2 July 2020
Finance Bill: Third Reading

Jesse Norman, Financial Secretary to the Treasury, moves the Third Reading of the Finance Bill.

Jesse Norman

I beg to move, That the Bill be now read the Third time.

This Finance Bill stands in the shadow of a pandemic unprecedented in its scale and reach. We are keenly aware of the immense challenges and pressures that that has placed on us. These conditions—this situation—cannot and will not be ignored. The Government are working flat out to alleviate the impact of covid-19 on the economy, on the public finances, and, most importantly, on the health and wellbeing of every person and family in the United Kingdom.

My right hon. Friend the Chancellor has announced numerous measures over the past few months in response to the virus, including the job retention scheme, the business interruption loan scheme, and the self-employment income scheme. Together, this represents, contrary to many of the comments made in the previous debate, an economic intervention by Government on a scale hitherto unseen in peacetime, and necessarily so. At such a difficult time for millions of people around the United Kingdom, the Government have worked to protect businesses and are specifically focused on the wellbeing of the most vulnerable in society.

Of course we recognise, and the House must recognise, that this is a still a work in progress and there is a way to go. The crisis is not over. The pandemic continues. People around this country are still suffering and may do so for many months yet. The Government will continue to work to lessen the impact, but it remains the responsibility, the duty and the important role of businesses, families and individuals to play their part, too, in this colossal collective national effort. Together, we must work to bring ourselves through and out of this crisis.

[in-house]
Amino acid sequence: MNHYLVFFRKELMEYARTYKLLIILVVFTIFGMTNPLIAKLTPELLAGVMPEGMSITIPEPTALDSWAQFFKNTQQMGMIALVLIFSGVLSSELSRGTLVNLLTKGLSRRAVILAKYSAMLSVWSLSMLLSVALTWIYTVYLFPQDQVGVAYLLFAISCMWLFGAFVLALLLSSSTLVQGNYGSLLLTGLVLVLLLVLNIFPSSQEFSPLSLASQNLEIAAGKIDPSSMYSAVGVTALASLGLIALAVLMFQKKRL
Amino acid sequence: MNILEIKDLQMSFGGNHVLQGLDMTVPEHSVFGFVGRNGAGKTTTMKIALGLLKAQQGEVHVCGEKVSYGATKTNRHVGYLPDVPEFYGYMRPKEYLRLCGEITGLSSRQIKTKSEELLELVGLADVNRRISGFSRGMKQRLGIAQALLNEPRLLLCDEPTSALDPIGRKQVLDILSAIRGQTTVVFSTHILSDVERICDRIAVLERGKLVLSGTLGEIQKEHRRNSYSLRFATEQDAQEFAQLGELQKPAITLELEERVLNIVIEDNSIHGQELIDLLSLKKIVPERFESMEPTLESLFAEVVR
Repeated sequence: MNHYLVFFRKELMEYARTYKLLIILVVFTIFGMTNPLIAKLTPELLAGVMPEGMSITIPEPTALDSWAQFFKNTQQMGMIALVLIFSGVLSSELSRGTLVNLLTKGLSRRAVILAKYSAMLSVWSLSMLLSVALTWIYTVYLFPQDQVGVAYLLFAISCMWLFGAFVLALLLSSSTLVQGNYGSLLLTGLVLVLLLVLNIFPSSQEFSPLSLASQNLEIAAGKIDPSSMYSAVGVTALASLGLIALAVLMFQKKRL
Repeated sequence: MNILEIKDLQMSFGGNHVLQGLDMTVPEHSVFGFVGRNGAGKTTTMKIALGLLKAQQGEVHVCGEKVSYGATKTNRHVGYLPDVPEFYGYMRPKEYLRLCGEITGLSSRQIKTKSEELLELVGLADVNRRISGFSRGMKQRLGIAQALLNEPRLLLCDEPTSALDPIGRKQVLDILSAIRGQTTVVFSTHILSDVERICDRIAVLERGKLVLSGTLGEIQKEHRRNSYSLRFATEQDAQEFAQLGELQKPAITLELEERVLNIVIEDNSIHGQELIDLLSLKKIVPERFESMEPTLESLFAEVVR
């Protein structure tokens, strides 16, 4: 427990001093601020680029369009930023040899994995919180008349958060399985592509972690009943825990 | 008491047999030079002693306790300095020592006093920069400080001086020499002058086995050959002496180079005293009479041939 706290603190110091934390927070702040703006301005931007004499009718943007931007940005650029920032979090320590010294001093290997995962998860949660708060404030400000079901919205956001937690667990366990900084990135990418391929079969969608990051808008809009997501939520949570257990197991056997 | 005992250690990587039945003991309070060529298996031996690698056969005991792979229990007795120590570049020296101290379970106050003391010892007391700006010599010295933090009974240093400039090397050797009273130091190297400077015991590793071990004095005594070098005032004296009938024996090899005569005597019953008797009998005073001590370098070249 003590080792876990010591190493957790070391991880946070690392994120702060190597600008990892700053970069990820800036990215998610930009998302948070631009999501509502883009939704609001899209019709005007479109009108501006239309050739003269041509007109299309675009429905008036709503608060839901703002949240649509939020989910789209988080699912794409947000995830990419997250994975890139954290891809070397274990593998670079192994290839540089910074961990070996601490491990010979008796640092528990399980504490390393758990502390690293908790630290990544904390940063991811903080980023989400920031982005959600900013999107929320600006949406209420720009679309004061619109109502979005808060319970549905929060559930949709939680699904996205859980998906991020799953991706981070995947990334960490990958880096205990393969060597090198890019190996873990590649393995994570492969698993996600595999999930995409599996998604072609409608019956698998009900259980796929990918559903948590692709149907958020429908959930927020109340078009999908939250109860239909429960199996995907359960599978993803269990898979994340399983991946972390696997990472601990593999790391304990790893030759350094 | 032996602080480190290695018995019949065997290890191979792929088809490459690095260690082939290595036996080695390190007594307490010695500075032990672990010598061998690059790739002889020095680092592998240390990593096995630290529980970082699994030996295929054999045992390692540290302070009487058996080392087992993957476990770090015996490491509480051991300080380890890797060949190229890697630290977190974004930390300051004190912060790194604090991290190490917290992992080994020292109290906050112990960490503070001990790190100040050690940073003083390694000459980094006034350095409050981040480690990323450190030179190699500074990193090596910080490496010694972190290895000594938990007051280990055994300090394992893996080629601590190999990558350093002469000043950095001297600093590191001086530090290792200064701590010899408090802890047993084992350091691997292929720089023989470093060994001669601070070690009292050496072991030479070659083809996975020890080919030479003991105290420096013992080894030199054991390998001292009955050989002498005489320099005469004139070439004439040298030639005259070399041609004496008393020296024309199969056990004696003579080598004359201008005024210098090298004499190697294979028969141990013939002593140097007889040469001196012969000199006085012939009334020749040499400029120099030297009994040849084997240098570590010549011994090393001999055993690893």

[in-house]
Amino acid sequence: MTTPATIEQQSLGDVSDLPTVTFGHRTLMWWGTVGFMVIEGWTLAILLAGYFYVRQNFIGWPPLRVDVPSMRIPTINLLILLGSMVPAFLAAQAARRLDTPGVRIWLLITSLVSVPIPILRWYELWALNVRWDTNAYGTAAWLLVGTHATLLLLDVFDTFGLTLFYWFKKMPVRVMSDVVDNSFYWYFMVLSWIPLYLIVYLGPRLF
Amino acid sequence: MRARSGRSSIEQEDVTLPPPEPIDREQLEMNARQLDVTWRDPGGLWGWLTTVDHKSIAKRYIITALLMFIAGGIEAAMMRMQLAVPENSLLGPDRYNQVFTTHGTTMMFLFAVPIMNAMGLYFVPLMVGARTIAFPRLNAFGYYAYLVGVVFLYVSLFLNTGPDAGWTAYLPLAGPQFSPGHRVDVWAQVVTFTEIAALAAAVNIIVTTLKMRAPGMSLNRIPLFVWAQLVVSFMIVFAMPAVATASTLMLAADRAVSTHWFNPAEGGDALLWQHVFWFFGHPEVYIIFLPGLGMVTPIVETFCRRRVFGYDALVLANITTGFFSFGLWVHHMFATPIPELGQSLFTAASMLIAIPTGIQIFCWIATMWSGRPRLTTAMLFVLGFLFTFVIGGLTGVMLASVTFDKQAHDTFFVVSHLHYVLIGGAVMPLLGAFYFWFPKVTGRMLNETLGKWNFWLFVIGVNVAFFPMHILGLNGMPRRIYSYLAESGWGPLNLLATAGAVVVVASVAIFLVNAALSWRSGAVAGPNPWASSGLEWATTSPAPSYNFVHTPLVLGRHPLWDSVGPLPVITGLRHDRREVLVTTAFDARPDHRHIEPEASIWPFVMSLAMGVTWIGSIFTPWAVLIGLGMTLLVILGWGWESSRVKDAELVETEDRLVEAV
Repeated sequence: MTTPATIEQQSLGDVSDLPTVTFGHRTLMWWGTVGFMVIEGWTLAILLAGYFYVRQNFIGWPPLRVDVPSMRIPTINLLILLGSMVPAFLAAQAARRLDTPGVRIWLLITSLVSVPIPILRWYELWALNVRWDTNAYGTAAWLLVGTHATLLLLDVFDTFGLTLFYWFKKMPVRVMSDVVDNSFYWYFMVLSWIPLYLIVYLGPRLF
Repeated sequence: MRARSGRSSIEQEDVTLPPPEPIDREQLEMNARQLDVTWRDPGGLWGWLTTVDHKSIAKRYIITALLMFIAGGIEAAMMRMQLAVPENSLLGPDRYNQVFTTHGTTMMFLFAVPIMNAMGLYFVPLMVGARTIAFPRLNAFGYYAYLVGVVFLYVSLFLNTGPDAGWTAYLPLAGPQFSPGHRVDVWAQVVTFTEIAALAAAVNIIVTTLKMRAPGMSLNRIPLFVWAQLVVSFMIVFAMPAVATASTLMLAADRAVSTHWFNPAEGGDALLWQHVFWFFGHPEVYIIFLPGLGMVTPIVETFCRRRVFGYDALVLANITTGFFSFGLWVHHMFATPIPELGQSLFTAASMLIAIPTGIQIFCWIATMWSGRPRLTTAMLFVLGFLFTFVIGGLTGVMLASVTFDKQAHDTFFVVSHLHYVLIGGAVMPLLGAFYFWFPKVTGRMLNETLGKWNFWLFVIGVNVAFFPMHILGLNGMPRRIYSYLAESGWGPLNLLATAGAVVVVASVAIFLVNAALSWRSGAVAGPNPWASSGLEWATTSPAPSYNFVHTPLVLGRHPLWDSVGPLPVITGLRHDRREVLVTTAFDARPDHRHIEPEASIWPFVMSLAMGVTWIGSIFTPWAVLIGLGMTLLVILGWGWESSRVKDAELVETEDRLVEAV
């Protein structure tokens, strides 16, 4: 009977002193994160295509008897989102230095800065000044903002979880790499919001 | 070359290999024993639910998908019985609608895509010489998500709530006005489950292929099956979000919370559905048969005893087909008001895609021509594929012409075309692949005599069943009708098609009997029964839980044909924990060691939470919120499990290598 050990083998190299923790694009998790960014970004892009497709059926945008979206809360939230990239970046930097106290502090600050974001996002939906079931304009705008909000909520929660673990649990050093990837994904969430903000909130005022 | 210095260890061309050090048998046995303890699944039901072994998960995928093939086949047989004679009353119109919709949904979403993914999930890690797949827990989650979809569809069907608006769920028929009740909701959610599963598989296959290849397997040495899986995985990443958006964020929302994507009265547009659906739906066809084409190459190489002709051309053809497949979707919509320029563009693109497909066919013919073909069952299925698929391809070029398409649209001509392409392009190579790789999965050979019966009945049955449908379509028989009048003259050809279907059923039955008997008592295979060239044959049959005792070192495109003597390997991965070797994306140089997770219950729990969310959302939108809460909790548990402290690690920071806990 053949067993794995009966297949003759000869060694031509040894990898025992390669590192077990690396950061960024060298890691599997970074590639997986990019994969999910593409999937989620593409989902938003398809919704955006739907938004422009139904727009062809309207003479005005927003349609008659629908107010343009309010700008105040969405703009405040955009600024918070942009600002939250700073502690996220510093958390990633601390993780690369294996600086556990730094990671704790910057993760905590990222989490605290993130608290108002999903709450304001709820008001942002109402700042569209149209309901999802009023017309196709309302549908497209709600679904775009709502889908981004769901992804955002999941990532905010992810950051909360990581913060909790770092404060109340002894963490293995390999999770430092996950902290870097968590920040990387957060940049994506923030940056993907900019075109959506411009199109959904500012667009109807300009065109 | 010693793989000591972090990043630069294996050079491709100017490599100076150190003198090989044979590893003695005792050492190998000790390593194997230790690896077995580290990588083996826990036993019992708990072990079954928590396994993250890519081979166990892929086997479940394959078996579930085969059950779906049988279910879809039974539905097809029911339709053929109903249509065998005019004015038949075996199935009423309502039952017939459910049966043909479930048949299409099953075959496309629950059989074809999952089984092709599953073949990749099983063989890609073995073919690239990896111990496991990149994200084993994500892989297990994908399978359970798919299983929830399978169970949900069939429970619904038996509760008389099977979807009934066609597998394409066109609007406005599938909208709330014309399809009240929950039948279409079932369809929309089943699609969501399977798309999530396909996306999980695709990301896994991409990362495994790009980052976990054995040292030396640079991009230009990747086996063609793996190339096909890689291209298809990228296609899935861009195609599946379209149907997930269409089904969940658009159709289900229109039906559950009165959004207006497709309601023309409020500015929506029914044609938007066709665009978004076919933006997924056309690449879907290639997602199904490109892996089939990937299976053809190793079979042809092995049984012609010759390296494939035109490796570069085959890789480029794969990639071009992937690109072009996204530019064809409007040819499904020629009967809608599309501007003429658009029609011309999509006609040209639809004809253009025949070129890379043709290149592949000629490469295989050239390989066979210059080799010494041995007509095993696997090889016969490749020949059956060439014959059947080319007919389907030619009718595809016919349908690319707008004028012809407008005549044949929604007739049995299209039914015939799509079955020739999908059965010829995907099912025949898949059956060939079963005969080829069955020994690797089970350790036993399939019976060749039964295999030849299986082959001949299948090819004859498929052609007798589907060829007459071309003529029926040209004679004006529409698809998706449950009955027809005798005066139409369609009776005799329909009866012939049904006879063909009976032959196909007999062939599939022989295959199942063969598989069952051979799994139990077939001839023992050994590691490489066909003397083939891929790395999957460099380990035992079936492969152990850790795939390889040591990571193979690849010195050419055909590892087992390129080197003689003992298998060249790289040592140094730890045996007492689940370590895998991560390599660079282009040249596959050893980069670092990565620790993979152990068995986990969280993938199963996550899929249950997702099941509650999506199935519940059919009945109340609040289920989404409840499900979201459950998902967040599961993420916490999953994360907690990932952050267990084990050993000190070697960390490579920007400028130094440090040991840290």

The Bill supports the emergency services as they go about their vital duties and exempts from vehicle excise duty vehicles that have been purpose-built to transport NHS products. The Government have introduced new clauses that were considered today to ensure that workers who have returned to public sector jobs to help fight the effects of the pandemic will face no adverse pensions consequences from doing so. The Bill reforms the tapered annual allowance so that doctors can spend more time treating patients without facing precipitous tax bills. This pandemic has brought out, in many ways, the best in our society, and I am certain that the Britain that emerges from it will be stronger and fairer.

The Bill provides tax exemptions specifically for those who receive payments under the Windrush compensation scheme, the troubles permanent disablement ​payment scheme and the Kindertransport fund, as well as for care leavers who are starting apprenticeships, and rightly so.

The necessary focus on the here and now must not come at the expense of tomorrow. In the words of the Prime Minister, our great national hibernation is coming to an end, and we must and will now at last look to the future. Now is the time to start to rebuild the economy and to restore our public finances. Our police, our teachers, our armed forces and many other public sector workers have all played their part in combating this pandemic alongside the NHS. I would also single out, as I have said, our public servants in the civil service, particularly in my own area of HM Treasury and within HMRC.